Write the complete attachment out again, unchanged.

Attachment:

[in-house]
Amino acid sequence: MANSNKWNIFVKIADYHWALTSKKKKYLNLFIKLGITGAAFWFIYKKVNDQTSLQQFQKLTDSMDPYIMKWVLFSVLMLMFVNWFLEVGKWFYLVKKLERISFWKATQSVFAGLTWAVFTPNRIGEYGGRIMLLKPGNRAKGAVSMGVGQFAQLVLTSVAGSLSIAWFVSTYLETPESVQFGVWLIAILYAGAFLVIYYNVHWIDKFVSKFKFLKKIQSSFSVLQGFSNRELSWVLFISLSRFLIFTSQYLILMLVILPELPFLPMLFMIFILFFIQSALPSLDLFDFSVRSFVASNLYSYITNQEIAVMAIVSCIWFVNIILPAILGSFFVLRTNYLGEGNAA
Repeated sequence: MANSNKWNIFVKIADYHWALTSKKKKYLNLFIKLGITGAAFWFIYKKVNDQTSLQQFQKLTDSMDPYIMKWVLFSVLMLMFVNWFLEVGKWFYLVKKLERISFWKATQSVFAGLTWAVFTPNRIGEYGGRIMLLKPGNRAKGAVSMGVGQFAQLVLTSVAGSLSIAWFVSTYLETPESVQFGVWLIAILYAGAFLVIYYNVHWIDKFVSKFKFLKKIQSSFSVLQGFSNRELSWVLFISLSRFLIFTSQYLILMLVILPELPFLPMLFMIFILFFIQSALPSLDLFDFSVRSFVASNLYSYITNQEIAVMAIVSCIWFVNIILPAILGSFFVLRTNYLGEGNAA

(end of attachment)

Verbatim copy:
[in-house]
Amino acid sequence: MANSNKWNIFVKIADYHWALTSKKKKYLNLFIKLGITGAAFWFIYKKVNDQTSLQQFQKLTDSMDPYIMKWVLFSVLMLMFVNWFLEVGKWFYLVKKLERISFWKATQSVFAGLTWAVFTPNRIGEYGGRIMLLKPGNRAKGAVSMGVGQFAQLVLTSVAGSLSIAWFVSTYLETPESVQFGVWLIAILYAGAFLVIYYNVHWIDKFVSKFKFLKKIQSSFSVLQGFSNRELSWVLFISLSRFLIFTSQYLILMLVILPELPFLPMLFMIFILFFIQSALPSLDLFDFSVRSFVASNLYSYITNQEIAVMAIVSCIWFVNIILPAILGSFFVLRTNYLGEGNAA
Repeated sequence: MANSNKWNIFVKIADYHWALTSKKKKYLNLFIKLGITGAAFWFIYKKVNDQTSLQQFQKLTDSMDPYIMKWVLFSVLMLMFVNWFLEVGKWFYLVKKLERISFWKATQSVFAGLTWAVFTPNRIGEYGGRIMLLKPGNRAKGAVSMGVGQFAQLVLTSVAGSLSIAWFVSTYLETPESVQFGVWLIAILYAGAFLVIYYNVHWIDKFVSKFKFLKKIQSSFSVLQGFSNRELSWVLFISLSRFLIFTSQYLILMLVILPELPFLPMLFMIFILFFIQSALPSLDLFDFSVRSFVASNLYSYITNQEIAVMAIVSCIWFVNIILPAILGSFFVLRTNYLGEGNAA